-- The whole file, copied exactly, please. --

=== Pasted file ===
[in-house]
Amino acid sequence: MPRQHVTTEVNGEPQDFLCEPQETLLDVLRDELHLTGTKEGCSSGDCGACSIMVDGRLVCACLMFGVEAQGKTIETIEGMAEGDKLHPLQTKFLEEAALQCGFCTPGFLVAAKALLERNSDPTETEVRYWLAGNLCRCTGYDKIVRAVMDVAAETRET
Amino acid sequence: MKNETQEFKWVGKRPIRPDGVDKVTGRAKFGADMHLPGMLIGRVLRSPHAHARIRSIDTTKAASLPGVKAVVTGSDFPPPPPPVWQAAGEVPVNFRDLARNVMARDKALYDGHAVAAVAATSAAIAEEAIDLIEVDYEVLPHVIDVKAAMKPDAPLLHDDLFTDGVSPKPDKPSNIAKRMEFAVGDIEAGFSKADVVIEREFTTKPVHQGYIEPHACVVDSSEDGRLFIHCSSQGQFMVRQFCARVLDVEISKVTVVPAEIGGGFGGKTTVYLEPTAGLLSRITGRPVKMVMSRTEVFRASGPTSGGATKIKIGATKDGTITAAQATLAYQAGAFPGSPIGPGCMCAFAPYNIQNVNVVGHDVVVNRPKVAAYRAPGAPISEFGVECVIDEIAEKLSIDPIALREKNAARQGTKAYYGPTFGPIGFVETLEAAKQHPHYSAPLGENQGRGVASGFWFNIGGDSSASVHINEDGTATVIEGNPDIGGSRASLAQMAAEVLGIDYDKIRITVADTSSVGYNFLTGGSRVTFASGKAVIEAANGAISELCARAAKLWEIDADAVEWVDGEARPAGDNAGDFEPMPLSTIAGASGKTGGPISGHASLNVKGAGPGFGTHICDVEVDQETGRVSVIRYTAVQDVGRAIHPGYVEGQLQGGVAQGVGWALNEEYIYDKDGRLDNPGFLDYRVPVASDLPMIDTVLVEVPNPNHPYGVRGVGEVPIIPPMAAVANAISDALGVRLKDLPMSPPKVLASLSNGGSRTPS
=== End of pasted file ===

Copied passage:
[in-house]
Amino acid sequence: MPRQHVTTEVNGEPQDFLCEPQETLLDVLRDELHLTGTKEGCSSGDCGACSIMVDGRLVCACLMFGVEAQGKTIETIEGMAEGDKLHPLQTKFLEEAALQCGFCTPGFLVAAKALLERNSDPTETEVRYWLAGNLCRCTGYDKIVRAVMDVAAETRET
Amino acid sequence: MKNETQEFKWVGKRPIRPDGVDKVTGRAKFGADMHLPGMLIGRVLRSPHAHARIRSIDTTKAASLPGVKAVVTGSDFPPPPPPVWQAAGEVPVNFRDLARNVMARDKALYDGHAVAAVAATSAAIAEEAIDLIEVDYEVLPHVIDVKAAMKPDAPLLHDDLFTDGVSPKPDKPSNIAKRMEFAVGDIEAGFSKADVVIEREFTTKPVHQGYIEPHACVVDSSEDGRLFIHCSSQGQFMVRQFCARVLDVEISKVTVVPAEIGGGFGGKTTVYLEPTAGLLSRITGRPVKMVMSRTEVFRASGPTSGGATKIKIGATKDGTITAAQATLAYQAGAFPGSPIGPGCMCAFAPYNIQNVNVVGHDVVVNRPKVAAYRAPGAPISEFGVECVIDEIAEKLSIDPIALREKNAARQGTKAYYGPTFGPIGFVETLEAAKQHPHYSAPLGENQGRGVASGFWFNIGGDSSASVHINEDGTATVIEGNPDIGGSRASLAQMAAEVLGIDYDKIRITVADTSSVGYNFLTGGSRVTFASGKAVIEAANGAISELCARAAKLWEIDADAVEWVDGEARPAGDNAGDFEPMPLSTIAGASGKTGGPISGHASLNVKGAGPGFGTHICDVEVDQETGRVSVIRYTAVQDVGRAIHPGYVEGQLQGGVAQGVGWALNEEYIYDKDGRLDNPGFLDYRVPVASDLPMIDTVLVEVPNPNHPYGVRGVGEVPIIPPMAAVANAISDALGVRLKDLPMSPPKVLASLSNGGSRTPS